"That is a very elaborate way of saying you do not know." To admit a lack of understanding, yet still maintain a keenness for the subject, was a quality that could be appreciated. Xailah was certain that had the man known what the blue fire was at it's core, he would have been brimming with invaluable insight. She would have happily lapped up anything he had to share. This, the oddling thought, is a brain I would greatly enjoy picking through. Needless to say, he had her attention for the moment.

"Where are you from?" And why can't you go back? Xailah interjected without so much as missing a beat. Schrödinger stirred, begging to be put back down; a request to which his keeper obliged. Unknowingly- or perhaps, knowingly- Wilson had made an opening in the conversation to pry; an opportunity Xailah spied and promptly leapt at, latching onto it like a fish to a hook. "Magic is such a temperamental thing." She began to drone, her gaze unwavering from its dreamlike state on the flames. Momentarily, she took notice of the curious state of pensiveness the man Wilson had lapsed into. What are you thinking about? the cryptid wondered, but abstained from asking.

"It is never a matter of if it works- because when you want it to, it will refuse; yet when you seek refuge in the mundane, it will run rampant. Magics only cooperate with a great deal of patience." In the similar fashion of someone passing their finger through the burning wick of a candle; a gloved hand would experimentally swipe through a tickling blue tendril, as to further test how the element would react. "And luck," Xailah then cocked her head to the side in a doggish manner, considering. "And sometimes misfortune," she added wryly. "What was it for you?" The look Wilson received was one made of steel; cool and sharp, deftly inquisitive. After a moment it would slide to Wes. "And what about your little friend here?"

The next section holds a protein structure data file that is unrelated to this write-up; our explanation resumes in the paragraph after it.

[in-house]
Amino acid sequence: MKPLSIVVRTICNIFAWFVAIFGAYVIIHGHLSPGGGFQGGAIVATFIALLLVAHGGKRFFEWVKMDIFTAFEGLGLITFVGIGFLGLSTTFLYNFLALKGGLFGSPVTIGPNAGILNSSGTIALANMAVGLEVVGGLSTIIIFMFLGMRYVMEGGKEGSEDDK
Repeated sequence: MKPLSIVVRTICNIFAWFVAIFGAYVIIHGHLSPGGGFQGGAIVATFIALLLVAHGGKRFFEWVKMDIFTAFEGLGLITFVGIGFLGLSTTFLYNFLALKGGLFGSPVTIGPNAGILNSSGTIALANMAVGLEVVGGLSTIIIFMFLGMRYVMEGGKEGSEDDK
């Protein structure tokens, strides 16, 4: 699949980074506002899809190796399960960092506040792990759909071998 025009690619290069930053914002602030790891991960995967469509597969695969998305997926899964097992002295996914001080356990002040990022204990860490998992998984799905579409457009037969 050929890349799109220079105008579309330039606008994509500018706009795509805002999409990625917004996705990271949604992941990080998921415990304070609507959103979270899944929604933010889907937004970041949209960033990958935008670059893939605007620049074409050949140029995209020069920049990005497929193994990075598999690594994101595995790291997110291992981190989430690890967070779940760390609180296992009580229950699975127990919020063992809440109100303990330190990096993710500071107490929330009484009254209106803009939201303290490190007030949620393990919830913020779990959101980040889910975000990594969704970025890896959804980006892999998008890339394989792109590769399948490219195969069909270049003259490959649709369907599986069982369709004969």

There was a passing moment of surprise when the mime jumped into the motions of explanation. Although an elaboration from Wilson on the subject of the avian shrine was what had been anticipated, Xailah was absolutely tickled by the unexpected effort taken up by Wes. Alright, she mused to herself, you have my attention. And so, she watched him with great interest, dissecting each hasty gesture he delivered in an effort to better understand him. Although the attempt was genuine, it would inevitably fall short. That said, she wouldn't come out of the "conversation" empty-handed. While not well-versed in the mime's way of communication, he was remarkably easier to comprehend than he was before, if by a margin.

The finer details of the elucidation may have been missed, but at the end of it all Xailah did understand this: the bird-like mechanism did not work in the same way a clock or automobile would. It did not wind from a key on it's back, or putter awake with the use of a battery. It did not spark or thrum with electric life, nor did an array of intricate gears allow it's heart to beat. "So... energy makes it run? But not the kind that typically makes machines tick- it is more like a living sort of energy? Do I have that right?" She asked, seeking some clarification to determine whether or not she was on the right track.